Q: What is a pond skimmer?
Skimming, whether you’re talking about ponds or not, is a method of filtration. Filtration is a method of removal. So when you hear about people in trouble because of skimming money it is not actually much of a play on words, they ARE skimming! And it will get you in trouble! The good news is that skimming ponds will earn you a reward! That’s what we want to talk about, pond skimming, because everyone likes to get a reward, especially pond owners!
Skimming your pond with a good quality pond skimmer is helping you with removal too, but it is removal of impurities from the surface of your pond. These “impurities” can be anything: leaves, pollen, seeds, grass clippings, insect larvae, floating algae. Of course all these materials are completely natural but in the context of pond water quality, these materials will eventually foul the water if not removed, and the most effective form of removal from a pond is skimming. Skimming can be achieved through various methods such as skimmer boxes, wet well skimming, negative edges, etc.
How does a pond skimmer work?
A good way to look at skimming your pond is as your “first line of defense” in your pond’s filtration system. I use the term filtration “system” because to effectively filter your pond you should have several types of filters working together to create a “system”. The pond skimmer should be just one component of your system. Your pond’s filter system should be designed so the “first line of defense” (or the “first pass”) of your filter system is your pond skimmer.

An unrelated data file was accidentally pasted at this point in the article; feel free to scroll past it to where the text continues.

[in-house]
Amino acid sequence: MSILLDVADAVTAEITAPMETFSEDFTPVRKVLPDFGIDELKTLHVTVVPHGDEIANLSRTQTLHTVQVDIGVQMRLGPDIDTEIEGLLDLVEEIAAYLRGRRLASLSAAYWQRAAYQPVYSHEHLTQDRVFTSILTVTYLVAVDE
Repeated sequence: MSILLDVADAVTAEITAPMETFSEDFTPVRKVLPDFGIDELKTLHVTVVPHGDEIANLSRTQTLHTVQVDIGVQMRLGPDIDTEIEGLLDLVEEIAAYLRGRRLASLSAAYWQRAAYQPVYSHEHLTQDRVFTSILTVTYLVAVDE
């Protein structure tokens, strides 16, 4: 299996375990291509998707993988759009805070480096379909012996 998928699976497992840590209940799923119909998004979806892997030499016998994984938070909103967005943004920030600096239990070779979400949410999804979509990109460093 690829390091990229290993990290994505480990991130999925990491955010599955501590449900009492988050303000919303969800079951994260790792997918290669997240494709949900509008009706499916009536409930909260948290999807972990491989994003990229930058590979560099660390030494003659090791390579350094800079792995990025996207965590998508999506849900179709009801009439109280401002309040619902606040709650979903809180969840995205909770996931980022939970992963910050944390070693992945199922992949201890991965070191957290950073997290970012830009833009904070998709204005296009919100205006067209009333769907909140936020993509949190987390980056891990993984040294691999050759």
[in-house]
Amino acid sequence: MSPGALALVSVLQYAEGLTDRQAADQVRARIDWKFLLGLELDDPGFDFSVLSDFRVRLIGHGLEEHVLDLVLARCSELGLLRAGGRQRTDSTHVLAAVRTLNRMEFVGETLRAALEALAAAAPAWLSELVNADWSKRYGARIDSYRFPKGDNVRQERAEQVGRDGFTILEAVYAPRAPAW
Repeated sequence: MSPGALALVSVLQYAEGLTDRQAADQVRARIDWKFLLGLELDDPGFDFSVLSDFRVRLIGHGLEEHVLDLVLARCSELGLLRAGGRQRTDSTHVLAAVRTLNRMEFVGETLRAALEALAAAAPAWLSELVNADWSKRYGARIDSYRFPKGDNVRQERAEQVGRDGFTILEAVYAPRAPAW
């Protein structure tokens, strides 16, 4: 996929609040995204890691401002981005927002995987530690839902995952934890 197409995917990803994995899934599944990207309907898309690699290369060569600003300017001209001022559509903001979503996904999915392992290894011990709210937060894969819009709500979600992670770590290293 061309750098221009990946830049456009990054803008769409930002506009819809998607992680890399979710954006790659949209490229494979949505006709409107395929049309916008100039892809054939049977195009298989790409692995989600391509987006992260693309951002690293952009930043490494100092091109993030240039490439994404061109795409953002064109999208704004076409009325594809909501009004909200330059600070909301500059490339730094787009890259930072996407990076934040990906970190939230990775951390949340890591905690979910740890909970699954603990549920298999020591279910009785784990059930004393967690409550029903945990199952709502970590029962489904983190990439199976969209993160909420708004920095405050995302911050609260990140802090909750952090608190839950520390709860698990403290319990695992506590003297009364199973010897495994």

A pond skimmer is essentially a vault or a housing into which you draw your pond water. The skimmer uses a pump to draw water into the skimmer and this pump can sit directly in the skimmer or be installed exterior to the skimmer. The front of the skimmer has an opening cut into, it ideally about 8” across for a typical medium sized pond; although pond skimmers come in various sizes. Most skimmers come equipped with a small floating door called a weir. The weir may seem unimportant when putting together a pond skimmer because they are small,l however the weir is what creates surface tension, and surface tension is what effective pond skimming is all about! Without surface tension your skimmer box simply becomes a pump housing with only a minor degree of skimming ability. With the weir installed correctly the skimmer is now pulling off of your pond’s upper layer of water, the layer where all the materials fall and float before water logging and sinking to the bottom of your pond to sit and decay. Instead, the skimmer pulls those materials into your skimmer and gathers them in a net or mesh device allowing the water to be returned to the pond cleared of that debris. Many skimmers also allow for a sponge filter to be used as a “second pass” to filter fine particles from the water too giving nice clear particle-free water returned to the pond.
The pond skimmer does more than clear the surface of the pond. Pond skimmers increase oxygen levels in ponds helping to further purify the water, and of course provide rich oxygen for your koi and pond fish. Pond skimmers can do as much or more than any sort of submerged aerator, and they do not disturb the surface of the pond, allowing for nice visibility and reflections to be enjoyed from the surface of your pond.